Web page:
Prof. Jennifer Palmer
Position: Associate Dean, Aerospace Engineering and Aviation
College / Portfolio: STEM College
School / Department: STEM|School of Engineering
Campus: Bundoora East
Prof Jennifer Palmer has a keen interest in research on autonomous-system teaming and swarming, learning and teaching in the Aerospace Engineering & Aviation Discipline, and industry collaboration.
In mid-2022, Jennifer Palmer was appointed Professor of Aerospace Engineering and Associate Dean of Aerospace Engineering and Aviation at RMIT in Melbourne, Australia. Previously, she was the Director – Technology Program at the Trusted Autonomous Systems (TAS) Defence Cooperative Research Centre, where she oversaw industry-led R&D projects supporting the Australia Defence Force in the land domain that were conducted in collaboration with academic institutions and government partners at the Defence Science and Technology Group (DSTG). Prior to that, she spent 13 years (2007–2020) working in the field of aerial autonomy and related technologies at DSTG. Prof Palmer’s research focussed on, amongst other things, hybrid power for small, unmanned aircraft, flapping flight, and autonomous systems for operations in complex, congested, and contested urban environments. She collaborated with a wide variety of national and international experts in autonomous-systems technologies and published in journals ranked in the top quartile (Q1, representing the 75th percentile and above) of all journals covering the fields of Aerospace, Mechanical, Energy, and Safety Engineering, as well as Computer Science. In her most recent role at DSTG (2020–2021), Jennifer oversaw its innovation programs and promoted innovation culture and collaboration across the Department of Defence.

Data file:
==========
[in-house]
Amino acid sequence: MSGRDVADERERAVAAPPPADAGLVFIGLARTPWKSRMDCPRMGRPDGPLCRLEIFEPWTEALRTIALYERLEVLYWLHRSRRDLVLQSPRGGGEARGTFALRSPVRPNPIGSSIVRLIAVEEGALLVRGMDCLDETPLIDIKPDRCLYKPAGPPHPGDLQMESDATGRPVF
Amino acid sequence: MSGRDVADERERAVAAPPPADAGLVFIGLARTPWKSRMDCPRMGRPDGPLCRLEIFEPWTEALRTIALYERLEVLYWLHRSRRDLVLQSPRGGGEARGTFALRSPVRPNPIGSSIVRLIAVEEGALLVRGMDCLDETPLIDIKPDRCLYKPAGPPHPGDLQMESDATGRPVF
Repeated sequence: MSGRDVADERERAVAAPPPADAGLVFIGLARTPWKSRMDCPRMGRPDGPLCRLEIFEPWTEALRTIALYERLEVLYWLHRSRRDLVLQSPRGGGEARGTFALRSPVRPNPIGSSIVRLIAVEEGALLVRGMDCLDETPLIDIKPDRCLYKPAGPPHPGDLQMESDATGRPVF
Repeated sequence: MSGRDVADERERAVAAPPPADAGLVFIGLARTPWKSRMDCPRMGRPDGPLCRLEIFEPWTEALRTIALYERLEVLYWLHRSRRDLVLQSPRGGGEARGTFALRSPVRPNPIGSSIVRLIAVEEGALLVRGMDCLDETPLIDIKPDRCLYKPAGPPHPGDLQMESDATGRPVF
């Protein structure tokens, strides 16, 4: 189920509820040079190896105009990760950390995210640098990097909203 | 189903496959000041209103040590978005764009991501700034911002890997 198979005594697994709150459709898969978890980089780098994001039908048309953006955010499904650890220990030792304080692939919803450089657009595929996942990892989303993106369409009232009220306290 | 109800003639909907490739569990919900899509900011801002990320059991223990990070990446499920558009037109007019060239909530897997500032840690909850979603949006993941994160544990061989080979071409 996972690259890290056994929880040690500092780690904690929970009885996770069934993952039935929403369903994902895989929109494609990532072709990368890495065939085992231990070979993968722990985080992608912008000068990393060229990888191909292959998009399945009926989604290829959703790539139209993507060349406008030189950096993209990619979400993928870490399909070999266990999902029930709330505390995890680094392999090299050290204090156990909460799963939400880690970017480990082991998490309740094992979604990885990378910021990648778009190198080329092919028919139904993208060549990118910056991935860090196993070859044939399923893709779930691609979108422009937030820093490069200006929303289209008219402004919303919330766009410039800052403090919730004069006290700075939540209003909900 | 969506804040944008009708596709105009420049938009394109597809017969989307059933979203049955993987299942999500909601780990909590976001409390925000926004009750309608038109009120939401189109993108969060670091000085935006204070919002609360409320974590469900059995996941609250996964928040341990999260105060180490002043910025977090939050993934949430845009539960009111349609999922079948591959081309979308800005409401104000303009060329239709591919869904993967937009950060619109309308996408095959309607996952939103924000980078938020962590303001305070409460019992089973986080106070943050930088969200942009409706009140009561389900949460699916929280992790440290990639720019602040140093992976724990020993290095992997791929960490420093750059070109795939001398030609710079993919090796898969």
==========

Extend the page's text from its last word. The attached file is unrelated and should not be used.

Jennifer earned her PhD at Stanford University, California (USA), with a thesis on the application of laser-based diagnostics (a technique known as planar laser-induced fluorescence imaging) in supersonic and hypersonic flowfields. Her project, supported by a scholarship from the US Air Force Office of Scientific Research, included the adaptation of a shock tube into a shock-tunnel facility, the use of multiple laser, optical, and camera systems, and numerical prediction of supersonic free-jet flowfields in chemical and/or thermal non-equilibrium for comparison with experimental results. Prior to her PhD studies, Jennifer earned a Master of Science degree in Mechanical and Aerospace Engineering and, concurrently, a Bachelor of Science degree in Nuclear Engineering at the University of Virginia (USA). She published widely during her studies, co-authoring seven articles in Q1-ranked journals focussed on Aerospace and Mechanical Engineering as well as Physics and Astronomy (Atomic and Molecular Physics and Optics), along with 14 peer-reviewed papers at conferences held by premiere aerospace organisations, the American Institute of Aeronautics and Astronautics and NASA.